With Bank of Canada governor Mark Carney set to take the reins at the Bank of England, British financial figures say an outsider is best-suited to deal with the country’s financial woes.

“Something went badly wrong in the British banking system. It didn’t go badly wrong in the Canadian system,” Channel 4 News’ economics editor Faisal Islam told CTV News. “Britain needs to be sorted out and what better hand to do that than an outside hand.”

Others say Carney will be joining the central bank at a time where the opportunity exists to make a real impact.

“There couldn’t be a worse time to take this job, but there couldn’t be a time where he could make the biggest opportunity than he can right now,” said Ralph Silva of analyst firm HfS. “He can turn this around, he really can.”

Upon making the announcement Monday, Bank of England Chancellor George Osborne described Carney as “simply the best, most experienced and most qualified person in the world to be the next Governor of the Bank of England.”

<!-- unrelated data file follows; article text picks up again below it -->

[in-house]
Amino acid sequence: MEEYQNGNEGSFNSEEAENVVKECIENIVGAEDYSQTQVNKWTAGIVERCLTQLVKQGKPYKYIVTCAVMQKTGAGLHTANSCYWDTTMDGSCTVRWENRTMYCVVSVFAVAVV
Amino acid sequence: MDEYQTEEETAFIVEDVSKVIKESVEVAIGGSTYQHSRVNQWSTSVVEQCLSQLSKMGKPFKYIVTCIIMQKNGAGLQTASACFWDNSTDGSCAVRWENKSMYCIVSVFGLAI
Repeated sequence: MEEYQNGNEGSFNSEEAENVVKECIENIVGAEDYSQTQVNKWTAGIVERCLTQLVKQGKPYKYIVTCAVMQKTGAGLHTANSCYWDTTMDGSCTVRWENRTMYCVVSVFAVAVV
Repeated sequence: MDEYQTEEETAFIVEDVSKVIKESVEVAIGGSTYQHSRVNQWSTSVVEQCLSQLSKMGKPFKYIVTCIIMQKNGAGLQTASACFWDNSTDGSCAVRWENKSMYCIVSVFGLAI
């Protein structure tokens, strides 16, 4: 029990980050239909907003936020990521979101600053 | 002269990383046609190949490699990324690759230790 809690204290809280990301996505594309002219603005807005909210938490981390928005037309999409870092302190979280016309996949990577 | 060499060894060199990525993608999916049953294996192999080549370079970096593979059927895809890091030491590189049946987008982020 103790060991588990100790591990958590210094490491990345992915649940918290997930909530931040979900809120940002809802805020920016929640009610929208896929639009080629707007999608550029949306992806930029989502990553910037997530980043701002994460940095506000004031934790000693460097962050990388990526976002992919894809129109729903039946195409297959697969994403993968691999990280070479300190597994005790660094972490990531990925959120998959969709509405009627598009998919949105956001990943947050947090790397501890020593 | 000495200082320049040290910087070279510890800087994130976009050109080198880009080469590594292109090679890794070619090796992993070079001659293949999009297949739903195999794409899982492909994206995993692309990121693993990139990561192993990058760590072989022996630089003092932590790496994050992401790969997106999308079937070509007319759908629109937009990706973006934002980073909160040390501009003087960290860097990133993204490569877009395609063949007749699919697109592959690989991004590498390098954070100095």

Osborne told British MPs: "He will bring a fresh perspective. He has got what it takes to help bring families and businesses through these incredibly challenging economic times."

IHS Global Insight chief U.K. and European economist Howard Archer called the appointment "unprecedented" because of the fact that Carney is a foreigner.

However Archer pointed out that his Canadian roots may have boosted his chances for the position.

"The appointment of Mr. Carney likely reflects the view that it is a good time to have a complete new broom ... and that this is easier to achieve with a complete outsider," he told The Canadian Press.

An ad for the top job at England's bank was published in the Economist and other international magazines.

"The successful candidate will have experience of working in, or with, a central bank or similar institution; or will have worked at the most senior level in a major bank or other financial institution. He or she will demonstrate strong leadership, management and policy skills; will have an advanced understanding of financial markets and good economic knowledge," read the posting.

"He or she will be a strong communicator, have good interpersonal skills and will be a person of undisputed integrity and standing."

The position pays nearly $1 million per year and Carney has signed on for a five-year term.

With a report from CTV News’ Ben O’Hara-Byrne and files from The Canadian Press